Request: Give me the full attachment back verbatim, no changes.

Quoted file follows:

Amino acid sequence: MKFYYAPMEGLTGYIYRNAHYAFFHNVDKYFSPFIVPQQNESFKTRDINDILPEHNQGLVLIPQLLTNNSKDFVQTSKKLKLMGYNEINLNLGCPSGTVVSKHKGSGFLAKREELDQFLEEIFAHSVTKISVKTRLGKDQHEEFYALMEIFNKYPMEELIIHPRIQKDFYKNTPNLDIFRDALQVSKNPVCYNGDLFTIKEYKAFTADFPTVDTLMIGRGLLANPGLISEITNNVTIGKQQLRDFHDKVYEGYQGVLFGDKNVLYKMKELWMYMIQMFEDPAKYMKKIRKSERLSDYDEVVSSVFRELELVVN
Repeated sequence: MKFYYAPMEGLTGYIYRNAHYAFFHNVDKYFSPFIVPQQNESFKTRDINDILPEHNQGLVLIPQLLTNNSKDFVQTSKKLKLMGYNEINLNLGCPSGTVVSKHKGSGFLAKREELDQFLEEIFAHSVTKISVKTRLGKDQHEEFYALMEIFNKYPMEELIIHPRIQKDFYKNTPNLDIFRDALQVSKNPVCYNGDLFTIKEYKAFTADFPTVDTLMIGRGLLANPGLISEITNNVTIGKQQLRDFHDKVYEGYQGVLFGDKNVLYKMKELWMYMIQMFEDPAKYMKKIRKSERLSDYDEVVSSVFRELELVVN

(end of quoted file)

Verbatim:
Amino acid sequence: MKFYYAPMEGLTGYIYRNAHYAFFHNVDKYFSPFIVPQQNESFKTRDINDILPEHNQGLVLIPQLLTNNSKDFVQTSKKLKLMGYNEINLNLGCPSGTVVSKHKGSGFLAKREELDQFLEEIFAHSVTKISVKTRLGKDQHEEFYALMEIFNKYPMEELIIHPRIQKDFYKNTPNLDIFRDALQVSKNPVCYNGDLFTIKEYKAFTADFPTVDTLMIGRGLLANPGLISEITNNVTIGKQQLRDFHDKVYEGYQGVLFGDKNVLYKMKELWMYMIQMFEDPAKYMKKIRKSERLSDYDEVVSSVFRELELVVN
Repeated sequence: MKFYYAPMEGLTGYIYRNAHYAFFHNVDKYFSPFIVPQQNESFKTRDINDILPEHNQGLVLIPQLLTNNSKDFVQTSKKLKLMGYNEINLNLGCPSGTVVSKHKGSGFLAKREELDQFLEEIFAHSVTKISVKTRLGKDQHEEFYALMEIFNKYPMEELIIHPRIQKDFYKNTPNLDIFRDALQVSKNPVCYNGDLFTIKEYKAFTADFPTVDTLMIGRGLLANPGLISEITNNVTIGKQQLRDFHDKVYEGYQGVLFGDKNVLYKMKELWMYMIQMFEDPAKYMKKIRKSERLSDYDEVVSSVFRELELVVN